I'm Not There Reviews
Woody Guthrie, Jude Quinn, Arthur Rimbaud, billy McCarthy, Robbie clark and Jack Rollins are six characters who embody the spirit of bob Dylan. the movie plays each of there stories and trying to give deeper insight into the legendary singer we've all come to love.
This is definitely one of the more unusual concepts I've seen for a multi character story. Having six incarnations of bob Dylan and having these people play aspects of him is quite the idea. It was done so unconventional like that Todd Haynes should have received waaaay more credit for this wonderful piece of work.. The music was really solid which I enjoyed. Shoutout to the costume department they did a fantastic job with all the actors especially with cate blanchett
Of all the actors who played the incarnations cate blanchett was the most remarkable as Dylan. She portrays the cool swagger of the man as well as his artistic and spiritual mind. She portrays him at as someone who despite being hated wasn't going to let anyone change the fact that Dylan does what he wants. Christian bale captured bob's performance and mysterioso nature. out of everyone he got dylan's voice down pact in my opinion. The little black boy represented bob's southern roots. found it funny his name was woody Guthrie. Ben whishaw impressively pulls of not just an American accent but dylan's. Its kinda eerie watching heath ledger's last film role before the dark knight but nonetheless he was great! Overall the entire cast was sensational.
the cinematography was superb and awesomely shot. The editing was spectacular and well put together. You need true skill to piece together so many back and forth scenes and black and white scenes in a artistic, flavorful and concise manner.
I'm not there is certainly one of 2007's most underated films.
To describe the plot would be like explaining "Pulp Fiction" in a linear fashion in under a minute, and I'm hardly in the mood for that: we'll say that "I'm Not There" is not so much about story as it is about the characters who reflect Dylan throughout his messy career. There's an eleven-year-old black kid, Woody Guthrie (Marcus Carl Franklin), who works as a living and breathing representation of Dylan's fixation on the folk singer during his childhood. Then there's the young Arthur Rimbaud (Ben Whishaw), who exists in interludes that endure only to give Dylan's soundbites a place to live. Following is Billy the Kid (Richard Gere), an older, wiser being referring to Dylan's role in 1973's "Pat Garrett and Billy the Kid", Jack Rollins (Christian Bale), the twenty-something, protesting Dylan, Robbie Clark (Heath Ledger), an actor who plays Dylan in a movie and is destroyed by his following fame, and, my favorite, Jude Quinn (Cate Blanchett), the experimental artist that saw commercial backlash at the peak of his career after abandoning what his fans liked most about him.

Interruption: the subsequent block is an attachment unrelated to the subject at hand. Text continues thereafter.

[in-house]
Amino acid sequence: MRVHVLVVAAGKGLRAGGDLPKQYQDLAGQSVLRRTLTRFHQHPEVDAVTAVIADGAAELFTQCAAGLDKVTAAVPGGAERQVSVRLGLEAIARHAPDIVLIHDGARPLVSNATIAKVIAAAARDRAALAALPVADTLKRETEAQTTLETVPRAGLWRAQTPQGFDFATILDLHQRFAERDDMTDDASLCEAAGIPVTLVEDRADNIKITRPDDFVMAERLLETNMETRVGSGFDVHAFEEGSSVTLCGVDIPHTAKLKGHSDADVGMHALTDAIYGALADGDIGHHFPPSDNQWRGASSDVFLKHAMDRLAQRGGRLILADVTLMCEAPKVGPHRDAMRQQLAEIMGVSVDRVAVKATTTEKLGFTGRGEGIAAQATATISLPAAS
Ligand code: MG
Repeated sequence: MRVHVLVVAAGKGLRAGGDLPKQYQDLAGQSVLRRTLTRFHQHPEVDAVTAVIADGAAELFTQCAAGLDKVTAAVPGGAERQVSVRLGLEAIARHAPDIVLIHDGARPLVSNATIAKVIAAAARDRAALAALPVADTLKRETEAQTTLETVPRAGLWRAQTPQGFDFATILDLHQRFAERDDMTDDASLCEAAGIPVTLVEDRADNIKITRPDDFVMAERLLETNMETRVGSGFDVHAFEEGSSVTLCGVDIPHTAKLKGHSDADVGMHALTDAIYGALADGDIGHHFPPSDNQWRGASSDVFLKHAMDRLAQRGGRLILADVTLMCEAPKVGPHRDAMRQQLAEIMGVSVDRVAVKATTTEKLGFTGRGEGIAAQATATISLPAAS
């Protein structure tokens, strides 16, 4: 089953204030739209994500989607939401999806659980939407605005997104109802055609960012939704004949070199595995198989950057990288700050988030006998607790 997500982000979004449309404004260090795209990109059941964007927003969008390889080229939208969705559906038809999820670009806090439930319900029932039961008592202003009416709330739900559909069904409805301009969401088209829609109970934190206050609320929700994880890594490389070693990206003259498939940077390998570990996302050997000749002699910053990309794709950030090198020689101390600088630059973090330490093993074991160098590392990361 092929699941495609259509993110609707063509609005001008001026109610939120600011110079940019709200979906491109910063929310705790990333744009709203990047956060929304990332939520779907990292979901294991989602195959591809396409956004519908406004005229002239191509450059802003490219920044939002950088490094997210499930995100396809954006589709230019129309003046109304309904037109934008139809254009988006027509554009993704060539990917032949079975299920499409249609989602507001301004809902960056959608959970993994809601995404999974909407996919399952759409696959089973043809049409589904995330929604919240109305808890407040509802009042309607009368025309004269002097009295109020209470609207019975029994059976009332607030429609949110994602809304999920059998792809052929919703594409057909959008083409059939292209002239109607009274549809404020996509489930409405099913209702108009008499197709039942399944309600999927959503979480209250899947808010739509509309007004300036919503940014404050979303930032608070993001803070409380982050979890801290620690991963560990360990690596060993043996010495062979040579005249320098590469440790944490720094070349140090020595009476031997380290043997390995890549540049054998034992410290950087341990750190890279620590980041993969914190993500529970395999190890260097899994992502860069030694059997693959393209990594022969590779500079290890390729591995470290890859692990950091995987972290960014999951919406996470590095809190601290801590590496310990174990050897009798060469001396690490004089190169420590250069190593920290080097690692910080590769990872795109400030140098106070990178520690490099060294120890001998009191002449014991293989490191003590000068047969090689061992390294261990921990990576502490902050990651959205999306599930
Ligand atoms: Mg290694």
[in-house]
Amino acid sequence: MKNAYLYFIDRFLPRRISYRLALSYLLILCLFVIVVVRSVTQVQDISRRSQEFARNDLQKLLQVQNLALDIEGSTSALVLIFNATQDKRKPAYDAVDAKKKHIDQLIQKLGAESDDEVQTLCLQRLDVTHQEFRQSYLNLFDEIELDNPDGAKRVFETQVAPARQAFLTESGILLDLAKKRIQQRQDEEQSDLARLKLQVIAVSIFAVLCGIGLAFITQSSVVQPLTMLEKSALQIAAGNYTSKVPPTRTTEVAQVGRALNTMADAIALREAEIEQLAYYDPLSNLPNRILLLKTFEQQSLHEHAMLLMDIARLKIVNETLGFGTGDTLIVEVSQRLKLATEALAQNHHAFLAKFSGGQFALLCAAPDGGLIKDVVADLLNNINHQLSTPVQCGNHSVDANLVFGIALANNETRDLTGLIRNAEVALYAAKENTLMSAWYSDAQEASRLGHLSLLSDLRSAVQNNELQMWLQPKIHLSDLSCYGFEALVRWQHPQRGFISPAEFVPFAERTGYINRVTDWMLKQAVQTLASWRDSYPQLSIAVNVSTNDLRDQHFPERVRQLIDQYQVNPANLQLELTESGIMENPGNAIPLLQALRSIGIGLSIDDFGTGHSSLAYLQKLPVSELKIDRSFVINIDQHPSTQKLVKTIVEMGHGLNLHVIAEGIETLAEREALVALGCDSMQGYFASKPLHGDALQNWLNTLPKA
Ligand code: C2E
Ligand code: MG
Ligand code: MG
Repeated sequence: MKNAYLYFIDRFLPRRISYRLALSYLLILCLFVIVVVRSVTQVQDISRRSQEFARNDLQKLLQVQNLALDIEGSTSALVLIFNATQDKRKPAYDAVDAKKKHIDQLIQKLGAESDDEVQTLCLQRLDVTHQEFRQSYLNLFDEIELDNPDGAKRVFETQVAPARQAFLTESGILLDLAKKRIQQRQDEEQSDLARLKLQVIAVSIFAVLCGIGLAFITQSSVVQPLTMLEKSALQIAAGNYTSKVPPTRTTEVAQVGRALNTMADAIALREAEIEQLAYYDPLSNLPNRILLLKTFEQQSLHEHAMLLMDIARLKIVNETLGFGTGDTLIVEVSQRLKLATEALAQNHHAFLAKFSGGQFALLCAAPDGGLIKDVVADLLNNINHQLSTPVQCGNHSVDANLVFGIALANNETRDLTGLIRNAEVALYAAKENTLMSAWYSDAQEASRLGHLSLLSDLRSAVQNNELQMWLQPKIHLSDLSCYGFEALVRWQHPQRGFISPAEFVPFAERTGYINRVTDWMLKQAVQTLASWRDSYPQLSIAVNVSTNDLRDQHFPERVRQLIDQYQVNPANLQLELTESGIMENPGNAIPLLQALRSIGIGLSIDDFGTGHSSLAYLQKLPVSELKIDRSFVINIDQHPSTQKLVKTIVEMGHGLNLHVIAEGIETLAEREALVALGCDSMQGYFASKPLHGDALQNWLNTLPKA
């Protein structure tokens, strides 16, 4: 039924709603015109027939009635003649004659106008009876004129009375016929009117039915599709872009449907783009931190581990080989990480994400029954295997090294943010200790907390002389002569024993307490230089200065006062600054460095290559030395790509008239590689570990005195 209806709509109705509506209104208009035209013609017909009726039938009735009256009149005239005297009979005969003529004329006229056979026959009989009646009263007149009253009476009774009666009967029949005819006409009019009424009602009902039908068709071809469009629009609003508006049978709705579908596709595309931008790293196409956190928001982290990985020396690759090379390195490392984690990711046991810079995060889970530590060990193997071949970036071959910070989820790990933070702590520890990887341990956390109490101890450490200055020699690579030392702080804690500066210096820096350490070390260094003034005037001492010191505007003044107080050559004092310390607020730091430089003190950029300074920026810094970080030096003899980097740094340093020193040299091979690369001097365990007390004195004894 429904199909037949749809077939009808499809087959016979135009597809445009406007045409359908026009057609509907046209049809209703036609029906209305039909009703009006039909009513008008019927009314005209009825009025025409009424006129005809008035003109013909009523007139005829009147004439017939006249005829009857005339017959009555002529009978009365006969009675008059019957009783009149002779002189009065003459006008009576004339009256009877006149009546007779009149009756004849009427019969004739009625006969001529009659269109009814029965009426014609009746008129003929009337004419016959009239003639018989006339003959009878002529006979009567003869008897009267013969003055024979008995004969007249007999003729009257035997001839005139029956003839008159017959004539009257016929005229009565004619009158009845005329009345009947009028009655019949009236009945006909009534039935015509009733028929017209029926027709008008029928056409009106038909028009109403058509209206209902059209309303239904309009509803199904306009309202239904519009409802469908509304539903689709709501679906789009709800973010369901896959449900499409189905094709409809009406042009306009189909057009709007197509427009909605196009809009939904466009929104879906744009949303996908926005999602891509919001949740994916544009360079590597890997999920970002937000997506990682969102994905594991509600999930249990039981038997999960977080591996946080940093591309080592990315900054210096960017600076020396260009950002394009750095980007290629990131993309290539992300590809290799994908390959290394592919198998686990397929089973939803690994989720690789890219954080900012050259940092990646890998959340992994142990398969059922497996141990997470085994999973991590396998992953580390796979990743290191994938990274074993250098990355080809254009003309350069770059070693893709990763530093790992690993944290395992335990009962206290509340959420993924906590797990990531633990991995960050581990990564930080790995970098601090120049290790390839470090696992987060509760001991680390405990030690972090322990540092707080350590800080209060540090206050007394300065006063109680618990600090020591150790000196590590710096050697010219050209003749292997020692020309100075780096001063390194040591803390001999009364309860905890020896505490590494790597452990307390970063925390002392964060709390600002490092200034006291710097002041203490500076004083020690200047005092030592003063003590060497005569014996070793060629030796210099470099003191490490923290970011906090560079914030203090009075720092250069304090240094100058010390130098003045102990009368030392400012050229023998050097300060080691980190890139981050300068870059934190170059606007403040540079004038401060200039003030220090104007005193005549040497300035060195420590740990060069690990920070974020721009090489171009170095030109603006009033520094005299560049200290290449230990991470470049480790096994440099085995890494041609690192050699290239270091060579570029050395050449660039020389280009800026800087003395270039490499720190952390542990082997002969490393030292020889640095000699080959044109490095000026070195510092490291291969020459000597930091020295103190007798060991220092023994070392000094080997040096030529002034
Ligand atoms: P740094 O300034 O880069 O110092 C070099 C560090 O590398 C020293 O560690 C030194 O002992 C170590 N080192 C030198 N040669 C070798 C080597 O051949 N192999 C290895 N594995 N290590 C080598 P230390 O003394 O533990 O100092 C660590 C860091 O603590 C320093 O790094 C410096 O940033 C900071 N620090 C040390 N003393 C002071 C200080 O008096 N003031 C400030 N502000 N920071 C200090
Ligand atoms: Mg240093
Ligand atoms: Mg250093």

The labyrinthine nature of "I'm Not There" will prove to be enthralling for Bob Dylan's most devoted admirers, but for someone like me, appreciative of his legacy but not infatuated by it, it is a film that requires a tremendous amount of patience; one can only sit in a weighty dusting of art house hallucinations before they begin to realize that to sit in tedious agony is no way to watch a movie. It's not so much that "I'm Not There" is bad - it's that it's indulgent to the point of agony. I can't imagine anyone other than Dylan diehards and Haynes himself finding much to fawn over, aside from stunning photography and a superb performance from the oddly yet wisely cast Blanchett. (And please: one can only watch Christian Bale's cringeworthy performance for so long before they want to pull their scalp off from all the forced I-am-this-man method dedication.)
"I'm Not There" is not a failure, but to call it a complete success would be a statement too far-fetched to whole-heartedly believe in - a complete success wouldn't have to only appeal to a few people, to work as a puzzle only a few dedicated individuals can (or want to) solve. I applaud Haynes for taking such an audacious artistic risk, but it's a risk that might have paid off had all the unnecessary side characters (Billy the Kid and Arthur Rimbaud, anyone?) disappeared and more time was spent with the chain smoking Jude. If only.